Transcription might seem like an obvious thing to outsource and ‘offshore’. After all, ‘it’s only typing isn’t it? It’s not rocket science?’ And yet ‘onshoring’ has been in the news a lot lately, with both positive and negative slants. On the one hand, onshoring could boost the UK economy; on the other hand, the fact that it now ‘costs roughly the same’ to make noodles in China as it does in the UK, according to the recent news story about Symington’s Noodles bringing noodle production back from China to the UK, is an alarming indictment on the state of the UK economy. But it’s not just that companies feel they can now pay even lower wages to UK staff; it is also the rise an rise of wages in China, exchange rate fluctuations and shipping costs too.
So how does transcription fit into this discussion? Well, another recent argument for onshoring has been quality concerns. And this article about IT onshoring suggests a number of other important concerns too: “…time zone challenges, language and other communication issues, high turnover (up to 40% annually in some cases) in offshore locations, intellectual property and security risks (especially in unregulated countries like China), are just some of the unanticipated issues that have plagued offshore development.”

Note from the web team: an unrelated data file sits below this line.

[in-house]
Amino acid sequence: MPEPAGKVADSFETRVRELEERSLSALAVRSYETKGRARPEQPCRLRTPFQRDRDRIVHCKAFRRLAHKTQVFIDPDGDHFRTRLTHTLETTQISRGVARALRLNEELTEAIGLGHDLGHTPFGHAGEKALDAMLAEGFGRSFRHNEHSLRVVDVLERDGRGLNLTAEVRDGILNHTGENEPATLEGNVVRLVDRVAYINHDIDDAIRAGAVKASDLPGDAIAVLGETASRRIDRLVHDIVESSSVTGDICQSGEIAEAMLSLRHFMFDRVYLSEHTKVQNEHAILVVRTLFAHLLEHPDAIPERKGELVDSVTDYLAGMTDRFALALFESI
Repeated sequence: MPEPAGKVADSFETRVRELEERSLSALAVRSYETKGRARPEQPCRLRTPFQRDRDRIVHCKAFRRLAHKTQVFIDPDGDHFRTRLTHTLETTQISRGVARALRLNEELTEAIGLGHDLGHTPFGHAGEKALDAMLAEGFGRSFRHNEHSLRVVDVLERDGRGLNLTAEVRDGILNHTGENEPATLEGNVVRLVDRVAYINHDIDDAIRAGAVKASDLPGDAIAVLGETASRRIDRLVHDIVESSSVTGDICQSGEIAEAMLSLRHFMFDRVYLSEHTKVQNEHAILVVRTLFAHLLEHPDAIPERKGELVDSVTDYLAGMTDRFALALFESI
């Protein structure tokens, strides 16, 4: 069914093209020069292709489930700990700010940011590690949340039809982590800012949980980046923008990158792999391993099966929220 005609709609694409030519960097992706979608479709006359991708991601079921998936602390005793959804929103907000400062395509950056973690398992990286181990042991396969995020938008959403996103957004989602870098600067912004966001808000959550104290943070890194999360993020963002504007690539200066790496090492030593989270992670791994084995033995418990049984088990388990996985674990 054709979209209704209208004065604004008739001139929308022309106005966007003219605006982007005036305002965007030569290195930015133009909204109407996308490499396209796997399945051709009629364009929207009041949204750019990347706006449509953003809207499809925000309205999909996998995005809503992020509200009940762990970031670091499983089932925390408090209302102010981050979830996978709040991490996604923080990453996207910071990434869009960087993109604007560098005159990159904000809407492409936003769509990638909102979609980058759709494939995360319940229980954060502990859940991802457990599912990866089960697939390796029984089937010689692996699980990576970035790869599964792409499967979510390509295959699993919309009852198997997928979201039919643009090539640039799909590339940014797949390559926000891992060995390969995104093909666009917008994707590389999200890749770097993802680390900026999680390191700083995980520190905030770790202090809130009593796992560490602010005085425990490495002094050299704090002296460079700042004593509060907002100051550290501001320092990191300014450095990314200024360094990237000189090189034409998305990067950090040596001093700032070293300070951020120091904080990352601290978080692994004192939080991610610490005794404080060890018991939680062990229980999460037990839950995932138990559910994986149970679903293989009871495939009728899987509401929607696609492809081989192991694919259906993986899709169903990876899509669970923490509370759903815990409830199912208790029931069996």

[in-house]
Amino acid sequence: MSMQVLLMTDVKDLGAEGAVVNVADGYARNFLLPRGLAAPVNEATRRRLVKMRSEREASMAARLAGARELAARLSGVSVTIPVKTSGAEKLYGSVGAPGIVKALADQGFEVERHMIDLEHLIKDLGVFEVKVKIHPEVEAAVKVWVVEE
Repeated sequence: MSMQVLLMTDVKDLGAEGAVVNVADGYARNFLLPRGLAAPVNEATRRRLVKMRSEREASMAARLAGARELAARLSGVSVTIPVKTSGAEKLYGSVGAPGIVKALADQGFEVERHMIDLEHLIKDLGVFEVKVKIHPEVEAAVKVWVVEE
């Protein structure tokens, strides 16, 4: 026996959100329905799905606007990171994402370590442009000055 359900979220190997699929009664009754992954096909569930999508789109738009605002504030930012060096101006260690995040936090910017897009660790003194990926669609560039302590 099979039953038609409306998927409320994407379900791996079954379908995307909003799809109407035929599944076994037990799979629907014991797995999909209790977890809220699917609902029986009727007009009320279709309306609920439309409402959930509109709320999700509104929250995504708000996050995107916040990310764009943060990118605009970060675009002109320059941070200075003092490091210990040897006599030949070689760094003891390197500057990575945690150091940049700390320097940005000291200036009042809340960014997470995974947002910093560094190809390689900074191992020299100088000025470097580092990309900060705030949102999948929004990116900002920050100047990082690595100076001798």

And a number of of those issues could also affect transcription – the obvious one is language. Unless English is a first language then there is no way that someone can provide top quality ‘general’ transcription i.e. interview transcription services and focus group or meeting transcription services. It is possible (though perhaps doubtful) that they can provide equal quality dictated notes, for example, but a conversation – full of idioms, homonyms, a wide variety of different technical terminologies – no.
So … if I’m suggesting you should keep your transcription ‘onshore’ then what about keeping it in-house? Surely keeping it as local as possible will minimise the problems? Well no, not necessarily. And this is where we come to the ‘just typing, not rocket science’ issue. It’s true – it’s not rocket science, but it does require specialist skills, and even if you’re lucky enough to have access to a secretary or PA who can type, that doesn’t mean they can provide fast, accurate, grammatically correct and readable transcripts from an audio file … and all that on top of their regular workload.
I’m sure it will come as no surprise that I am recommending onshoring and outsourcing, since this is the service that we offer here at Penguin Transcription, but I think you will agree that the arguments are valid.